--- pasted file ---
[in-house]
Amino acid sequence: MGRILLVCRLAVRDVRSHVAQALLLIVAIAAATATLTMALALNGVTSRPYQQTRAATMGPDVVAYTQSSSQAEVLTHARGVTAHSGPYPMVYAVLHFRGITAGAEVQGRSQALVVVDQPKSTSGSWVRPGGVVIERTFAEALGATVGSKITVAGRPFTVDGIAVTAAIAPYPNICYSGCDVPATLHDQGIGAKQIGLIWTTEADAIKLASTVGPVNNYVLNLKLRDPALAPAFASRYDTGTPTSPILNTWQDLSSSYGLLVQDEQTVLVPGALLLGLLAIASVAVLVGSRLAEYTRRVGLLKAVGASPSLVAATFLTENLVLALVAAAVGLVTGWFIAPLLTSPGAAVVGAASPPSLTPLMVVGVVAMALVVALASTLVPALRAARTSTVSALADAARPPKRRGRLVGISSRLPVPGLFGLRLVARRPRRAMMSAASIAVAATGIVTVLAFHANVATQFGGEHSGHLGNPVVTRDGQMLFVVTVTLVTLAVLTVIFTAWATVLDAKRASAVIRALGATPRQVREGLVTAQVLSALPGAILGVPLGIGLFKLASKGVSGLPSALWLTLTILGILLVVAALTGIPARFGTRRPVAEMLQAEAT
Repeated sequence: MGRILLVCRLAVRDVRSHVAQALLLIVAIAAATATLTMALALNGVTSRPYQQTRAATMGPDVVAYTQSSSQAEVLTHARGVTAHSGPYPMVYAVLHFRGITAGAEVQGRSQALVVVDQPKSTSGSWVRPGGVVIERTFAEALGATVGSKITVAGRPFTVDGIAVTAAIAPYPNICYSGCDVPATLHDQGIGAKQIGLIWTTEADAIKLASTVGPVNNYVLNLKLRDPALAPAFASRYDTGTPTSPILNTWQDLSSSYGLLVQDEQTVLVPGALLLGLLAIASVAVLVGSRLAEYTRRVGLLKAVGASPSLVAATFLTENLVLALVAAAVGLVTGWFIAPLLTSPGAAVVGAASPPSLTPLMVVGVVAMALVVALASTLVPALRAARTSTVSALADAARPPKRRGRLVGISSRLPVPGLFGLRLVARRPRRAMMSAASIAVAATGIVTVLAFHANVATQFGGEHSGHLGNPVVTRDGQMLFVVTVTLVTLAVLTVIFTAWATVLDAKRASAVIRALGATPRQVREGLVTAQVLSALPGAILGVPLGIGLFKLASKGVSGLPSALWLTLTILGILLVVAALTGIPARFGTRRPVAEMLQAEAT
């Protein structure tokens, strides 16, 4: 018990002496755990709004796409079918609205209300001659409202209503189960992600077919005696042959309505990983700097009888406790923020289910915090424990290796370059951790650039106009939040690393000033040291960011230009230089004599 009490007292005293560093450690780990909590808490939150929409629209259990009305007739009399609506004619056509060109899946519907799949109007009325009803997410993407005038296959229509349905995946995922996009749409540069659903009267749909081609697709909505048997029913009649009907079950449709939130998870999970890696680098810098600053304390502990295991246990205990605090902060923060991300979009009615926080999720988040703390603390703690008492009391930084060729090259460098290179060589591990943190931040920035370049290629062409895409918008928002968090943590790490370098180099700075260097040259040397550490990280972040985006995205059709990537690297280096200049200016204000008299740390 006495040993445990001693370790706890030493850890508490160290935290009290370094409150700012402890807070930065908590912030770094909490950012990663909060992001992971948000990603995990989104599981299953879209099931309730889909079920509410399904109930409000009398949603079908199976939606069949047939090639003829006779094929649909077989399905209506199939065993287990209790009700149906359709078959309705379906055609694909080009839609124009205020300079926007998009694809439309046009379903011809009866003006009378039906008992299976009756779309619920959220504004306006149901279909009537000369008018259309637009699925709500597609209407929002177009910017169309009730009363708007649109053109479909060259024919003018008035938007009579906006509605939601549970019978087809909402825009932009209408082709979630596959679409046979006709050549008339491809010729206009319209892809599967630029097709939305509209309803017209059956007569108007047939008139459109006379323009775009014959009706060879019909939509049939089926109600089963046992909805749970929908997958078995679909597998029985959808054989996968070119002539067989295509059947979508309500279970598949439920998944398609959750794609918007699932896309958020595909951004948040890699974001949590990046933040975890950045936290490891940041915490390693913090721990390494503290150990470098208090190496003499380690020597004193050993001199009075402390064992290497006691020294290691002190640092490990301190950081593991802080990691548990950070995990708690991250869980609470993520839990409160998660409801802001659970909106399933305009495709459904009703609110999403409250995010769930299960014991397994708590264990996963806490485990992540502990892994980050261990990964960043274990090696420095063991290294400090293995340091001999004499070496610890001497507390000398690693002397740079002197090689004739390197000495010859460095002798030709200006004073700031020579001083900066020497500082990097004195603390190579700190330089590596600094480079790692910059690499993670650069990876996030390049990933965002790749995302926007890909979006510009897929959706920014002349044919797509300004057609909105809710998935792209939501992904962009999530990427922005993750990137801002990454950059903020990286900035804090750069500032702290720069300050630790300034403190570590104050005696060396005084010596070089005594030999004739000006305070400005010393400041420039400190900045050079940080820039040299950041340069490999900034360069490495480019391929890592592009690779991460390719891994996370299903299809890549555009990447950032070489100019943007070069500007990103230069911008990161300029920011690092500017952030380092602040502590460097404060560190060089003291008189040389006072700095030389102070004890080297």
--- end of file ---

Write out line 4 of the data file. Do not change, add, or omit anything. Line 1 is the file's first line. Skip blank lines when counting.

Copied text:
């Protein structure tokens, strides 16, 4: 018990002496755990709004796409079918609205209300001659409202209503189960992600077919005696042959309505990983700097009888406790923020289910915090424990290796370059951790650039106009939040690393000033040291960011230009230089004599 009490007292005293560093450690780990909590808490939150929409629209259990009305007739009399609506004619056509060109899946519907799949109007009325009803997410993407005038296959229509349905995946995922996009749409540069659903009267749909081609697709909505048997029913009649009907079950449709939130998870999970890696680098810098600053304390502990295991246990205990605090902060923060991300979009009615926080999720988040703390603390703690008492009391930084060729090259460098290179060589591990943190931040920035370049290629062409895409918008928002968090943590790490370098180099700075260097040259040397550490990280972040985006995205059709990537690297280096200049200016204000008299740390 006495040993445990001693370790706890030493850890508490160290935290009290370094409150700012402890807070930065908590912030770094909490950012990663909060992001992971948000990603995990989104599981299953879209099931309730889909079920509410399904109930409000009398949603079908199976939606069949047939090639003829006779094929649909077989399905209506199939065993287990209790009700149906359709078959309705379906055609694909080009839609124009205020300079926007998009694809439309046009379903011809009866003006009378039906008992299976009756779309619920959220504004306006149901279909009537000369008018259309637009699925709500597609209407929002177009910017169309009730009363708007649109053109479909060259024919003018008035938007009579906006509605939601549970019978087809909402825009932009209408082709979630596959679409046979006709050549008339491809010729206009319209892809599967630029097709939305509209309803017209059956007569108007047939008139459109006379323009775009014959009706060879019909939509049939089926109600089963046992909805749970929908997958078995679909597998029985959808054989996968070119002539067989295509059947979508309500279970598949439920998944398609959750794609918007699932896309958020595909951004948040890699974001949590990046933040975890950045936290490891940041915490390693913090721990390494503290150990470098208090190496003499380690020597004193050993001199009075402390064992290497006691020294290691002190640092490990301190950081593991802080990691548990950070995990708690991250869980609470993520839990409160998660409801802001659970909106399933305009495709459904009703609110999403409250995010769930299960014991397994708590264990996963806490485990992540502990892994980050261990990964960043274990090696420095063991290294400090293995340091001999004499070496610890001497507390000398690693002397740079002197090689004739390197000495010859460095002798030709200006004073700031020579001083900066020497500082990097004195603390190579700190330089590596600094480079790692910059690499993670650069990876996030390049990933965002790749995302926007890909979006510009897929959706920014002349044919797509300004057609909105809710998935792209939501992904962009999530990427922005993750990137801002990454950059903020990286900035804090750069500032702290720069300050630790300034403190570590104050005696060396005084010596070089005594030999004739000006305070400005010393400041420039400190900045050079940080820039040299950041340069490999900034360069490495480019391929890592592009690779991460390719891994996370299903299809890549555009990447950032070489100019943007070069500007990103230069911008990161300029920011690092500017952030380092602040502590460097404060560190060089003291008189040389006072700095030389102070004890080297």